• Lowlights: Requires his pair to have patience and the ability to explain things properly. Can slow down development in the short term.

  • Check Yourself:

    • Ask questions but not incessantly, your pair needs space to think and code.
    • Take responsibility for your own learning, your pair can help you learn but you need to come prepared.
    • When pairing with a N00b get comfortable with the fact that development will be slower because you are teaching and coding.
    • Mix up time spent pairing with N00bs and experts if you find being in teaching mode draining.
The Surfer

Has to show you the latest YouTube/Wiki/HN/Twitter video/article/tweet/pic/site/page, you will totally love it.

  • Highlights: Great for giving a pair a mental spa break after sustained heavy thinking. Fills in those dull moments waiting for tests to run. A great source of cool new stuff to try out.

  • Lowlights: One cool link can turn into two, or ten without sufficient self-control. The Internet is a Playground but you need to get off the swings and work.

  • Check Yourself:

    • Don't share unless your pair asks to see what you're giggling at, when she's in the zone let her stay in the zone.
    • Isolate your Internet gold to the company spam channel (every company should have one!).
    • Use pomodoro to schedule in surfing downtime.
the rock
The Rock

Has read everything on OOD, BDD, DDD, TDD, FP, XP and all the other acronyms. Writes code that always conforms to the latest and best standards.

  • Highlights: Ensures her pair write rock solid code which never cuts corners. Strong awareness of the impact of technical debt and great at avoiding it. Excellent learning resource for best code practices.

  • Lowlights: Spends too much time creating scaffolding for disposable code. Can prioritise academic application of standards over pragmatic progamming. Can become inflexible.

  • Check Yourself:

    • YAGNI
    • Don't prematurely optimise.
    • As a Rock navigator keep asking what the purpose of the card/task/job is in relation to the code being written. "What are we doing here", "Do we really need that".
The Talker

Does his best thinking while talking so talks a lot.

  • Highlights: Excellent at explaining problems and solutions. Inspires new ideas or ways of tackling issues because he is a constant brainstorming session.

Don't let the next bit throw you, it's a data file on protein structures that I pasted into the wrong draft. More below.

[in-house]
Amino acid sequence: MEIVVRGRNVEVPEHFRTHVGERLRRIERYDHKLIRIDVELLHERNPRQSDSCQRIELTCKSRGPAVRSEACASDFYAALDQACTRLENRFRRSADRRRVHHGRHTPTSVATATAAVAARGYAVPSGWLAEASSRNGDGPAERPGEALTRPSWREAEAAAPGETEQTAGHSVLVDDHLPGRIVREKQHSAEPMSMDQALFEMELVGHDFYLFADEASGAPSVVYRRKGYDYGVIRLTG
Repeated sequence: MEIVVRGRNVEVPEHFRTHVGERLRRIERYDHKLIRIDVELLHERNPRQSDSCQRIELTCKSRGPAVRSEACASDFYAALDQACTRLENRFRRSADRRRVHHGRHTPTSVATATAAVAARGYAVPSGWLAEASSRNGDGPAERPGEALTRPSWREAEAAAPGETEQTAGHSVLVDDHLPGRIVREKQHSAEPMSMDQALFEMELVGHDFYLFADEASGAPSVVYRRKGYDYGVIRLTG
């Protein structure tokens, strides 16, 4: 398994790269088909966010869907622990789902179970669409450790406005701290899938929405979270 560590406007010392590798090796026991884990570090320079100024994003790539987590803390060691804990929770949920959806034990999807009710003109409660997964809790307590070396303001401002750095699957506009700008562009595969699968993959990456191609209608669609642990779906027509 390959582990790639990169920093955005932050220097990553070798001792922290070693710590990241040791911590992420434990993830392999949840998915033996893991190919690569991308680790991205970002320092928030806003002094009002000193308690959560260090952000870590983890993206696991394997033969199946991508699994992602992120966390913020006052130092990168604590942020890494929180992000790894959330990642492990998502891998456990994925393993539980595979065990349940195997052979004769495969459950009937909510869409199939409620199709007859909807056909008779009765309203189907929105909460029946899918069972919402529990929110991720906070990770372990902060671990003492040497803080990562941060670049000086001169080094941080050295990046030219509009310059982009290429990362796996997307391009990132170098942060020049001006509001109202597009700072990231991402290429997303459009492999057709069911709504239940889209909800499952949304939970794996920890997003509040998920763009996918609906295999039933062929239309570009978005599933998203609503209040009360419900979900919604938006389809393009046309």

• Lowlights: Can dominate a pair, more of an ideas hog than a keyboard hog. Can be distracting to coders who prefer to do their thinking in silence.

  • Check Yourself:

    • Ensure you get your keyboard time, it is harder for most people to talk and type.
    • When pairing a Talker ask him to draw his ideas to limit the direction and quantity of input.
The Twitch

Can't keep digitally still. Constantly flicking between windows, highlighting random text or typing nonsense characters when not coding.

  • Highlights: The screen, after the highlighting.

  • Lowlights: Drives your pair crazy and makes his eyeballs twitch.

  • Check Yourself:

    • Take your hands off the keyboard when not typing code. The restlessness will pass and you will learn to focus on the screen and follow your train of thought without the visual stimulus.
    • If watching a Twitcher twitch you are allowed to ask them to please stop.
Professor McGonagall
The Constant Corrector

Cannot tolerate a mistake on the screen and corrects you as you type.

  • Highlights: Human spellchecker!

  • Lowlights: Can be rather annoying to her pair.

  • Check Yourself:

    • Keep your powder dry. Only correct when it is obvious your driver hasn't noticed instead of firing a shot at every slip of the keyboard.
The Vault

Assumes her position at the keyboard and begins to code. Nothing gets in or out, will not talk or surrender control of the machine.

  • Highlights: Great for those days when you're writing your novel in your head. An excellent challenge for those who like safe cracking.

  • Lowlights: Not really pair programming.

  • Check Yourself:

    • Ask yourself why you work in a team.
    • Force yourself to engage with your pair even if you don't feel like it. You don't always get to do exactly what you want at work and your team decided to implement pair programming for a reason.
    • If you can't crack the Vault and you can't get the keyboard off her, find another pair.
The Vacancy

It is 4pm on a Friday, you are going to the beach for the weekend and have remembered you forgot to pack your towel. Also you didn't get much sleep last night and you're hungry. Oh, and you've got the flu and you are hungover. The person sitting next to you is programming, but you are not.

  • Highlights: We've all been there.

  • Lowlights: Give up and take yourself off to write some documentation or do some useful but mindless task. Sometimes you've got to recognise when you're not going to be an effective pair and just walk away.

  • Check Yourself:


Like all attempts at categorisation you probably won't fit entirely into one of these boxes but are more likely to be a combination of several. Becoming aware of which categories you fall into will help you to lean into the strengths of the archetype and also to minimise those that interfere with effective pairing. This list isn't designed to make you feel superior or inadequate, we've all had our N00b days and our Brainiac days. By no means is this list meant to be exhaustive, add your own to help us all become nicer pairs.

* I'm so over the male/female pronoun issue, so I'll be using he/she randomly throughout, no gender profiling intended.